She also said she fears the Azeri success will encourage them to begin construction of a proposed railway cutting through the Zangezur Corridor in Armenia’s Syunik province.
“Another part of me is worried about the precedent that Aliyev’s violation of the cease-fire … that is the blockade of Lachin [sets],” Nash-Marshall added. “Will Aliyev begin construction of the Zangezur Corridor in Syunik?”
United Nations Security Council holds emergency meeting
The United Nations Security Council, at the request of France, held an emergency meeting Thursday afternoon to address the Nagorno-Karabakh conflict.
During the meeting, which took place in New York City, representatives from 16 different nations, including the U.S., Russia, and China, condemned the violence unleashed during the conflict, especially the violence against civilians.
The representatives also applauded the cease-fire but cautioned that more must be done to protect the human rights of the Armenians in Nagorno-Karabakh.
Catherine Colonna, French minister for Europe and foreign affairs, said that “what is at stake is the possibility for the Armenian people in Nagorno-Karabakh to be able to live with their rights, history, and culture being respected.”
“France has taken note of the statement of President Aliyev made yesterday, affirming his wish to live in peace with the Armenians of Nagorno-Karabakh and to preserve their rights,” Colonna said.
Colonna went on to say that “if Azerbaijan really wants to arrive at a peaceful and negotiated solution it must here and now provide tangible guarantees” including that Azerbaijan commit to not use deadly force against the Armenians of Nagorno-Karabakh, to grant amnesty to the authorities who surrendered, to allow international humanitarian aid into the region, and most notably, to “re-establish unconditionally and without delay traffic on the Lachin Corridor.”
Also present at the emergency meeting were the foreign affairs ministers of both Armenia, Ararat Mirzoyan, and Azerbaijan, Jeyhun Bayramov. The two ministers accused each other’s nations of violating international law and of being responsible for the outbreak of violence.
Despite France’s demands, Bayramov did not make any additional guarantees, only reiterating Aliyev’s position that the Azeri government wishes to peacefully reintegrate the people of Nagorno-Karabakh into Azerbaijan.
How is the international community responding?
Speaking to more than 15,000 people in St. Peter’s Square on Sept. 20, Pope Francis said he was troubled by the news he received about Nagorno-Karabakh, where “the already critical humanitarian situation is now aggravated by further armed clashes.”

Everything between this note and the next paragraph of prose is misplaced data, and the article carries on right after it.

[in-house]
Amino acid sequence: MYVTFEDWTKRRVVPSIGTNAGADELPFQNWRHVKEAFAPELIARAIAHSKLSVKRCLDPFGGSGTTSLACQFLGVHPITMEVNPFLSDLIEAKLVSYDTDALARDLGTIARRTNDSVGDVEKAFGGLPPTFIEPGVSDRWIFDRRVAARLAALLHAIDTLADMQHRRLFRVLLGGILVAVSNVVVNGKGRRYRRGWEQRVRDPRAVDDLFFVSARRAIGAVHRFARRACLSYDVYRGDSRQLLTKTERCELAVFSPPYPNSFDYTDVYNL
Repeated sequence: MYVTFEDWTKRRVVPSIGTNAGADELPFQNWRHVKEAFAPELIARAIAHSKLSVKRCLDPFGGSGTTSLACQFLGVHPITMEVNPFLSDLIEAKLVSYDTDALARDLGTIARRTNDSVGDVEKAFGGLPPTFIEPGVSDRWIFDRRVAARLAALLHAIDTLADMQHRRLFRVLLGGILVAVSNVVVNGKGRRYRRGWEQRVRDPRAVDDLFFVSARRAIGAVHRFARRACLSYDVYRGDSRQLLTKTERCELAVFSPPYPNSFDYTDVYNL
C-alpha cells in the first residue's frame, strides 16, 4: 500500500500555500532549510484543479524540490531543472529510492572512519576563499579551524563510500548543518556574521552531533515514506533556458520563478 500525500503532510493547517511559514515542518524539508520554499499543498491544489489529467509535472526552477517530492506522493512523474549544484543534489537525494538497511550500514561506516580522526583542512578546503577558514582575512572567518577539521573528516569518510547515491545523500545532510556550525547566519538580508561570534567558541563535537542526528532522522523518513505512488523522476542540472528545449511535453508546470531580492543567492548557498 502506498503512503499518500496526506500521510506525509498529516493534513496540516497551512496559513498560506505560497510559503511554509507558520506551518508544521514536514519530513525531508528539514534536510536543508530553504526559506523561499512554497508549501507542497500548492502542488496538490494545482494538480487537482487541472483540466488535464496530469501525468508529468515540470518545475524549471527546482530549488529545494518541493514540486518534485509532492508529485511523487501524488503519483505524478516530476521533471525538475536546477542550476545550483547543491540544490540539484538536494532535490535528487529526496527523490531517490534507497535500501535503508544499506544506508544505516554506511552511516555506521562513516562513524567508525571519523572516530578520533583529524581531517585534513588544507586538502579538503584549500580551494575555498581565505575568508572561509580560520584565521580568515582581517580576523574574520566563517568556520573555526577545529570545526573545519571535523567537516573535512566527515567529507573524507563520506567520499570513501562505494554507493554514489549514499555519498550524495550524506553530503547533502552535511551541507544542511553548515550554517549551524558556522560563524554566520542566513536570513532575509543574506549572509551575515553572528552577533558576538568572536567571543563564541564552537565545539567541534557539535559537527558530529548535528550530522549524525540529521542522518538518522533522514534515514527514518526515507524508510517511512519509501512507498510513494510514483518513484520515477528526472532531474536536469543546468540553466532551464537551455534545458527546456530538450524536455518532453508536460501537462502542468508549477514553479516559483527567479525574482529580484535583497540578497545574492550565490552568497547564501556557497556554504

“I make my heartfelt appeal to all the parties involved and to the international community to silence the weapons and make every effort to find peaceful solutions for the good of the people and respect for human dignity,” the pope said at the end of his Wednesday general audience.
In the United States Congress, Rep. Chris Smith, R-New Jersey, who called an emergency hearing to address the Nagorno-Karabakh issue in early September, called on President Joe Biden to take immediate action to help the Armenians in the region.
“Now more than ever, President Biden must immediately push the United Nations Security Council to establish a mandate and peacekeeping mission to protect the Armenians living in Nagorno-Karabakh,” Smith said in a Wednesday press release.
“The people of Nagorno-Karabakh are in a moment of grave danger,” he went on. “They have been forced to disarm and surrender their independence to a ruthless dictator whose government has repeatedly committed horrific abuses against them over many years, expressed its will to ethnically cleanse them, and even initiated a genocide by starvation with the blockade of the Lachin Corridor.”
“Tragically, Azerbaijani President Ilham Aliyev has called the Biden administration’s bluff that it ‘will not tolerate’ an attack,” Smith added. “I urge President Biden to immediately dispatch diplomats and expert observers in the Nagorno-Karabakh region to monitor the situation and immediately report any atrocity or abuse. The Armenians living in Nagorno-Karabakh have, as ever, every right to continue to live in their ancient homeland — and to do so in safety.”